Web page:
People living in France will soon be able to sign up to receive a Covid vaccine outside of the standard rollout timetable as part of plans to avoid wasting doses, the health minister has announced.
Health Minister Olivier Véran said on January 5 that people will be able to sign up online to be informed if there are doses available for use at the end of the day, which would otherwise go unused.
He did not reveal exact details or dates, but told radio network RTL France: “There will be a sign-up possible for people living in France who wish to do so, via internet, doubtlessly by telephone [too], and why not by the TousAntiCovid app, [so that] anyone who wants to get vaccinated can let us know, sign-up, and get an appointment.”
Campagne de vaccination : "Dans les prochains jours, les Français qui souhaitent se faire vacciner vont pouvoir s'inscrire et prendre rendez-vous", annonce le ministre de la Santé @olivierveran dans #RTLMatin avec @VenturaAlba pic.twitter.com/FNXlry2BO6— RTL France (@RTLFrance) January 5, 2021
The health ministry stated: “This means that some vaccines could be used, in some cases, to vaccinate people who are not part of the targeted population [according to the rollout timetable].”
The system has not yet been opened, but the minister said it would happen “within the next few days”.
If implemented in France, the country would be following a similar system to one used in Israel - which has managed to vaccinate 1.5 million people in only a few weeks.
There, “non-priority” people can sign up to a WhatsApp notification system, which lets them know if there are leftover vaccines available at the end of the day. They are contacted directly by message, and they can then claim an appointment and be vaccinated “early” if they wish.
The suggestion of a similar system in France comes in light of a recommendation by health authority la Haute Autorité de Santé (HAS) that “no dose should be lost”.
There are fears that as many as “25-30% of doses of the Covid-19 Pfizer/BioNTech vaccine could be going to waste”, according to the health ministry, because of “logistical constraints”.
This is because the Pfizer vaccine requires careful care, and must be stored at -70C before being used. Once a bottle is open, it must be used within several hours, otherwise the vaccine no longer remains effective. It cannot be “refrozen”.
And, in its official instructions, Pfizer has also said that each bottle only contains five doses of the vaccine - to allow for wastage between doses - but technically each vial contains enough liquid for six or seven doses.
When added to the constraints on who is eligible to receive the vaccine under the current rollout timetable, these logistical challenges mean that some doses of the jab are being lost.
As Dr Pierre Alemmano, from the Pôle Santé Saint-Jean in Cagnes-sur-Mer, Alpes-Maritimes, told newspaper Nice Matin last week: “The calculation is simple. They deliver us bottles containing 2.2ml of vaccine, with an obligation to give only five doses per bottle.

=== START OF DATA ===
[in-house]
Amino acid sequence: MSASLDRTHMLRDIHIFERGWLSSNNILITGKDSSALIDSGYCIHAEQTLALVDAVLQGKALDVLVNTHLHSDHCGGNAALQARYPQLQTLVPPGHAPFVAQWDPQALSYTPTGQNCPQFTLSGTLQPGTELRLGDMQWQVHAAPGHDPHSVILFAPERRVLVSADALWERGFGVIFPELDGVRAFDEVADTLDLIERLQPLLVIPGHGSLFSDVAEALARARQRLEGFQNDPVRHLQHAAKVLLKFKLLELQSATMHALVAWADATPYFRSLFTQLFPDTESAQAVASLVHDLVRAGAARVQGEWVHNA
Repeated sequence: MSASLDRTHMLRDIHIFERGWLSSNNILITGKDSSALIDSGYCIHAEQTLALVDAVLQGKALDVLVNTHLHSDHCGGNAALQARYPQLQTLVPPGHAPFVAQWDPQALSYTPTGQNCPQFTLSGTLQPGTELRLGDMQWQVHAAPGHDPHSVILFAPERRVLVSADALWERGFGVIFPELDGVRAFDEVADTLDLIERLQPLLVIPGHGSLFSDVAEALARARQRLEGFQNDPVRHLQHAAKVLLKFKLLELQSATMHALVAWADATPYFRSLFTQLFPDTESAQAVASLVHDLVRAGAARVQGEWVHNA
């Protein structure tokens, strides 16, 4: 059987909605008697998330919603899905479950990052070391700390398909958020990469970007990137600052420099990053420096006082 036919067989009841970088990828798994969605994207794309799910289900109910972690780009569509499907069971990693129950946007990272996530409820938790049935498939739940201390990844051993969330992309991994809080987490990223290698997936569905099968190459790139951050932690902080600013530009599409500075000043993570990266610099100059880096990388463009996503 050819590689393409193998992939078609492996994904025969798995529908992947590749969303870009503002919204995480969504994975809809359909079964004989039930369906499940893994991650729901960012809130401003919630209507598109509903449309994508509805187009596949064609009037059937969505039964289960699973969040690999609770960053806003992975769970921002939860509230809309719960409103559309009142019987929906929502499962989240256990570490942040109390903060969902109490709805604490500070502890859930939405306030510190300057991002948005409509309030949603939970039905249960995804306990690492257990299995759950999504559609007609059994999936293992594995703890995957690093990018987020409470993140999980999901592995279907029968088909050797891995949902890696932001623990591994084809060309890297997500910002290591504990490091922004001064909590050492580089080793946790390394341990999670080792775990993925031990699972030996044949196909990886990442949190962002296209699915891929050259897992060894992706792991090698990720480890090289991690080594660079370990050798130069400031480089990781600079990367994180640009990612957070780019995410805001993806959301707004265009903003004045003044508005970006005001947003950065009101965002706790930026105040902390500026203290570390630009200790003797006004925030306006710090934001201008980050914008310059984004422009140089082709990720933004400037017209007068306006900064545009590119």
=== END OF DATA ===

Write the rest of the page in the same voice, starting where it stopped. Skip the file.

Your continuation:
“Knowing that one dose is 0.3ml, after vaccinating five people, there is 0.7ml remaining that gets thrown away, even though it would allow us to vaccinate two more people.”
Medical experts admitted to Nice Matin that one more person could be vaccinated per bottle, but that repeated use of the same bottle means that there is some unavoidable loss, so getting two more vaccinations from the bottle “would be more difficult”.
The European Medicines Agency (EMA) has recommended that the official instructions be updated to suggest six injections per vial, rather than the current five. While this could lead to more expensive bottles in the long-run - as Pfizer could increase its prices to make up for the shortfall - this could also lead to 20% less wastage per bottle.
At the AP-HP hospitals in Paris, the group is using the vaccine doses that are left at the end of the day’s appointments to vaccinate healthcare workers who wish to have it, even if they are not part of a priority group. According to newspaper Le Parisien, workers now have access to an online platform to sign up to the system.
Currently in France only elderly people in care homes and healthcare workers over 50 are technically eligible to have the vaccination.
Yet, the government has also said that in order to increase the number of people being vaccinated, it is set to open 500-600 mobile vaccination centres by the end of the month.
It has also said that it will seek to increase the time gap between the two vaccinations required - despite the recommendations of the manufacturers - in order to vaccinate more people with the first dose more quickly.
The new announcements come after France has received mounting criticism for the “slowness” of its rollout, despite the health minister and government spokesperson Gabriel Attal saying that the strategy is intentional, and that France will shortly catch up with neighbouring nations such as Germany and the UK.